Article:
When we bought our house five years ago, we used a FHA loan. At the time, the down payment requirement was 2.5% (the requirement has since increased to 3.5%). Much as it shames me to admit, we bought with the smallest down payment we could get away with.
Looking back, though, I wish that we had made a bigger down payment when we bought. There are a number of advantages to a bigger down payment:
Lower Interest Rate
Even with our minimal down payment, we still qualified for the best available interest rate. We had gone through an income audit in order to qualify as a self-employed person, and we had excellent credit.
These days, though, a bigger down payment can help you get a better deal on interest. If you pay points, you can get an even better deal. The lower the interest rate, the less you pay over the long haul. A bigger down payment now can mean less money paid during the loan term.
The larger your down payment, the less you borrow. If you borrow less, you pay less in total costs, since the principal you are paying interest on is lower.
On top of that, your smaller loan amount means that you automatically have more equity — or ownership — in your home. This is a good thing. If you end up really needing it, your equity can help you in the long run.
Plus, if you use a 20% down payment, you won’t have to pay private mortgage insurance in a conventional loan. That is yet another way to save money on your mortgage.
Reduce Difficulties When You Sell
One of the big reasons that I wish we had made a bigger down payment is that we wouldn’t be upside down on our home right now. The value of our home has dropped a bit since we bought it (not a surprise). We have about $3,000 negative equity right now. A bigger down payment would have meant that we would still be in the black.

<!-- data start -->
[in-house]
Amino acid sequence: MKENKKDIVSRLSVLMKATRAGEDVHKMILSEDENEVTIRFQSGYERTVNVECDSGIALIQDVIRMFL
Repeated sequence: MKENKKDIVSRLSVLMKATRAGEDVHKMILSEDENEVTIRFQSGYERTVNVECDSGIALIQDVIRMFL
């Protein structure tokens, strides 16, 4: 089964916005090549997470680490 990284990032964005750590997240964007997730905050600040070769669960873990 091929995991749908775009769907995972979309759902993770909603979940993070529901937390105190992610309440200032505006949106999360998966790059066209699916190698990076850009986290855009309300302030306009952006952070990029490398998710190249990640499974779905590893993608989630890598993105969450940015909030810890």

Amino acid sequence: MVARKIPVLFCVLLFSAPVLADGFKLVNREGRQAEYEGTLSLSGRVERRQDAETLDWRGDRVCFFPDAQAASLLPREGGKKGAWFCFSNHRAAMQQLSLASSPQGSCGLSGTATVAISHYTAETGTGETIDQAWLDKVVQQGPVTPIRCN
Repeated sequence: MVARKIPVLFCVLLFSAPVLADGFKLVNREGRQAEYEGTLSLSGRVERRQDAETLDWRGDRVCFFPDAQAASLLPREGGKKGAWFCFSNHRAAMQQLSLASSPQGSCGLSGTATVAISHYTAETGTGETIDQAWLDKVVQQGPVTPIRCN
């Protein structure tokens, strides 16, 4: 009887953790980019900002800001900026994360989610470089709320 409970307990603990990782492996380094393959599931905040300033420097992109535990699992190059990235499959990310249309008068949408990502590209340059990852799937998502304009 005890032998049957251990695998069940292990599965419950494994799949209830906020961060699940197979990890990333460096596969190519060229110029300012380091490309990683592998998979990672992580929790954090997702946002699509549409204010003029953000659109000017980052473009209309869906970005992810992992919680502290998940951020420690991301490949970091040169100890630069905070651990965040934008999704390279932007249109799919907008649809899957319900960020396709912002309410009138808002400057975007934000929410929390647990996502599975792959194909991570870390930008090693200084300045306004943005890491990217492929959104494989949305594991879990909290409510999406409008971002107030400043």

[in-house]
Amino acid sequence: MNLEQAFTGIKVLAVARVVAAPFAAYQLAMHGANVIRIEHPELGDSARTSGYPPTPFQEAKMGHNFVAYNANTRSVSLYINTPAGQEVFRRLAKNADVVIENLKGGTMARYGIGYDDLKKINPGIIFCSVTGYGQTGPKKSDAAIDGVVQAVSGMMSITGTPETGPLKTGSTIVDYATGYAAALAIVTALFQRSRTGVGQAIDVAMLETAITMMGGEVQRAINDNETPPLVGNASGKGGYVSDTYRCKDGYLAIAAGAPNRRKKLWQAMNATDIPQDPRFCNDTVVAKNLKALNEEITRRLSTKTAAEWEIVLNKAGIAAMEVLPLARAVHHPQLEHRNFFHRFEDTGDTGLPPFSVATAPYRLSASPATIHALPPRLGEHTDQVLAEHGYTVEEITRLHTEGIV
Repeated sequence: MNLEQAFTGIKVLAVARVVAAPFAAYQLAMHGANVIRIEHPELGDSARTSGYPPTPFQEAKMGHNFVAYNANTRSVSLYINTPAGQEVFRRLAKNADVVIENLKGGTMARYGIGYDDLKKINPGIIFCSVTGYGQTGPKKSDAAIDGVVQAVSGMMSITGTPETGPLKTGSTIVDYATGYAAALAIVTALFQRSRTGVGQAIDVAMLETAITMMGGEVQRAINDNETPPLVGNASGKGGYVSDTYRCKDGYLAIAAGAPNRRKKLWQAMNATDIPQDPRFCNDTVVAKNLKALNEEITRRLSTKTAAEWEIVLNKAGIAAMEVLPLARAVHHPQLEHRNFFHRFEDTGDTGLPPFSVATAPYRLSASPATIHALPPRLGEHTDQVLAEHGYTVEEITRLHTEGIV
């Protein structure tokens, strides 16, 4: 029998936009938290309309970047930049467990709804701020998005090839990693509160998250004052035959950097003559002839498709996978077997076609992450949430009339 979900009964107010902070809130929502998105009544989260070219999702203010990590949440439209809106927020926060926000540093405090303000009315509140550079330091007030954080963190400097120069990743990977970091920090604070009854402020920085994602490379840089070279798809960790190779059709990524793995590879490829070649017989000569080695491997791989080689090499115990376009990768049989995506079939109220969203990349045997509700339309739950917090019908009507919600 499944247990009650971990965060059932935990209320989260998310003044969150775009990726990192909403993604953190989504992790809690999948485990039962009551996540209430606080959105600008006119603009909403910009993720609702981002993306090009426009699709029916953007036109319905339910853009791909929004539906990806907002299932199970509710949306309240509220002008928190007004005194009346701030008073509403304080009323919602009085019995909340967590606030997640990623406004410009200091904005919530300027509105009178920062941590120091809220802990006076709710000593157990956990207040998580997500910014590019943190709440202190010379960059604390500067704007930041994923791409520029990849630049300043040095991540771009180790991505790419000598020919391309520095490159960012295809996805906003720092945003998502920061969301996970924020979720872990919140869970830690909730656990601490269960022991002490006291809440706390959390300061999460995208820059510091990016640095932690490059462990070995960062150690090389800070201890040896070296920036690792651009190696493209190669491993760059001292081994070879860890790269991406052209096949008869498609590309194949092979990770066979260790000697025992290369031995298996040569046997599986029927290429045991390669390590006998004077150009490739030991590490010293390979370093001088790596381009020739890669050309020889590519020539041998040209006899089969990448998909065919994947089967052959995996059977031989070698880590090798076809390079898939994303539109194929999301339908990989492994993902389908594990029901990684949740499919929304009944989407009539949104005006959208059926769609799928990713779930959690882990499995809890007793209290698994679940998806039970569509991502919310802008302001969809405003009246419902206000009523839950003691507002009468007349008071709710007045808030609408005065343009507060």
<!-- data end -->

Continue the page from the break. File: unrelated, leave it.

Since we’re not trying to sell right now, it’s not a huge deal. We can easily afford our mortgage payments. However, if you are trying to sell, it can be more of a problem. People who have sold in our neighborhood are selling for $15,000 to $20,000 less than they paid. Those who made large down payments have no problem making the sale and moving on. Even with the need to sell for so little, they still owe less than they are selling for.
Those who didn’t make the big down payment, though, are struggling, since they have to get approval for a short sale, or consider ruining their credit a great deal by walking a way and accepting foreclosure. In a tough market like this, not being able to sell your house can be a big deal, and you have a harder time dropping the price if you didn’t have a big down payment to give you breathing room
Planning ahead, and saving up for a significant down payment is good financial strategy. You save money over time, and you end up with more options.